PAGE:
Anne-Lise Bouyer (FR) is the COO of Journalism++, an agency for data driven storytelling. In September she will run a workshop on free tools to visualise data. Anne-Lise: ’Data journalism and visualisation are for anyone who has a story to tell’.
Graphic Hunters: What is your role at Journalism++ and in what projects are you involved?
Anne-Lise Bouyer: I am the project manager, which means that I am involved in all the projects. I am the link between the clients and our team, I manage the budgets and the planning. I am also working very closely to the developpers, handle the projects design, write the specifications and then the testing and issues reporting.
What is the power of a good visualisation? In what way can a visualisation help to understand or to communicate information?
Visualize your data will help you to communicate your story in making it faster readable and more easily understandable than an article. Plus, the users are more willing to share a visualisation on social networks or other. But visualise your data can also help you, as a journalist to understand the data and find an angle for your story.A data visualisation is not a piece of art; the purpose is that the user remember the content and not the style. To tell a story, it’s essential to create a sober visualization, in a “less is more” way.
I have read that someone has to understand a visualisation within seconds, others say visualisations should leave something to explore. What is your opinion on this?
What is important is to make the distinction between simple visualisations and complex visualisations. Both are very useful and powerful when they are used correctly. For instance, as a journalist, if you need to illustrate your article with a simple line chart showing the evolution of the number of marriage, no need to leave something to explore. Within seconds your reader can see if this number is increasing or not.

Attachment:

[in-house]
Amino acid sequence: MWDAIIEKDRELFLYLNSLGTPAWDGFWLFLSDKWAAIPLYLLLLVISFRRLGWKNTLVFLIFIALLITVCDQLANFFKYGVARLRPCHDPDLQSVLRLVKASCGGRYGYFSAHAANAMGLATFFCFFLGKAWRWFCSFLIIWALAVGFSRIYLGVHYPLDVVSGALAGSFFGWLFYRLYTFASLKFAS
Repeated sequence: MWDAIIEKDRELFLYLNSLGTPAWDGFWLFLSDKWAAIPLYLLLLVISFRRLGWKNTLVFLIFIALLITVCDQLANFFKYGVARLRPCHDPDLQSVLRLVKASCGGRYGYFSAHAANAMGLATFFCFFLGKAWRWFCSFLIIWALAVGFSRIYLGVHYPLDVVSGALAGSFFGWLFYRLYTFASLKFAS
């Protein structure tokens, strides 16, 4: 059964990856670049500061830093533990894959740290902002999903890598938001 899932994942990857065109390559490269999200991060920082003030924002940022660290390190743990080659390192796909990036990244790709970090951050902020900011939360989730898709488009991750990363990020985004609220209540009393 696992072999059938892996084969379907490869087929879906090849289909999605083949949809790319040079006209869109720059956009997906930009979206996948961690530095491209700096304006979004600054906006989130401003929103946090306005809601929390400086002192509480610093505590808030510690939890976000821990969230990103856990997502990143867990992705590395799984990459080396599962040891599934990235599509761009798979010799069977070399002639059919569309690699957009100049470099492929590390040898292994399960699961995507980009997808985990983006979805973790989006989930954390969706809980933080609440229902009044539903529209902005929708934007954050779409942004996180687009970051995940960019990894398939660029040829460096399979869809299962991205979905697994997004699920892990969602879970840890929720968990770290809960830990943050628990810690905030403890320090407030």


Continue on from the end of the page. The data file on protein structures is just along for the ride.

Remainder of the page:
Sometimes your data are more complex and you have to create a complex visualisation, like this one for instance – showing the repartition of donations to political parties.
In both cases, visualisations don’t tell stories by themselves. Don’t wait for your readers to analyse the data. Tell them the story behind it!
What is the first most important question one should ask before starting visualising the data?
Before starting visualising data, you should ensure that your data are clean and machine readable. Which means that they are understandable by a computer and that then can be visualised. Then you can start to visualize it, not necessarily to directly publish it but first to find an angle to your story and to help you to find which stories are hidden behind the data.
What (free or paid) tools are important to learn when you want to work with visualisations?
Some great online tools to create simple from complex visualisations: Chartbuilder, Highcharts Cloud, Datawrapper and Cartodb.com for the maps.
What’s the biggest mistake often made in visualisations?
It’s definitely the mistake to put design over message. Graphic design and journalism are two different fields, and unless you have extraordinary skills in both – which is rare – these two shouldn’t be mixed together. Journalists should always put the message first.
Who needs data journalism and/or visualisation most and doesn’t know it?
Data journalism and visualisation are for anyone who has a story to tell. We tend to associate stories with journalists but stories also happen in a corporate context or in any institution that deals with data.
What free tools will you focus on in the training and why these tools in particular?
During the training, we will first use basic spreadsheet tools to clean and analyse data. Then, to visualize the data, I will focus on the tools like those already mentioned above, because they are free and – most important – open source.
Is it important for people to know or learn how to code (since this training is about free tools for non-coders)?
Coding is not binary, it’s not either you can or you can’t. Dealing with complex spreadsheets, re-use a long-form template and adapt it, changing the CSS style of a chart your created…it’s already techie and a way of coding. We tend to think that code is something mystical and elusive. Once we stop thinking that way, it opens up new possibilities and make things possible that we could have never imagined.
What is the most frequently asked question in your training session about free tools and what is your answer to this?
It’s very common to mix-up free (non-paid) and open source. An open source tools has it’s source code openly published for use and/or modification from its original design. It doesn’t mean that the use of this tool is free of charges.
What lessons do you want the participants to take home from the training?
It’s not really a lesson, but as we will work a lot using collaborative spreadsheet, a Gmail account will be much needed.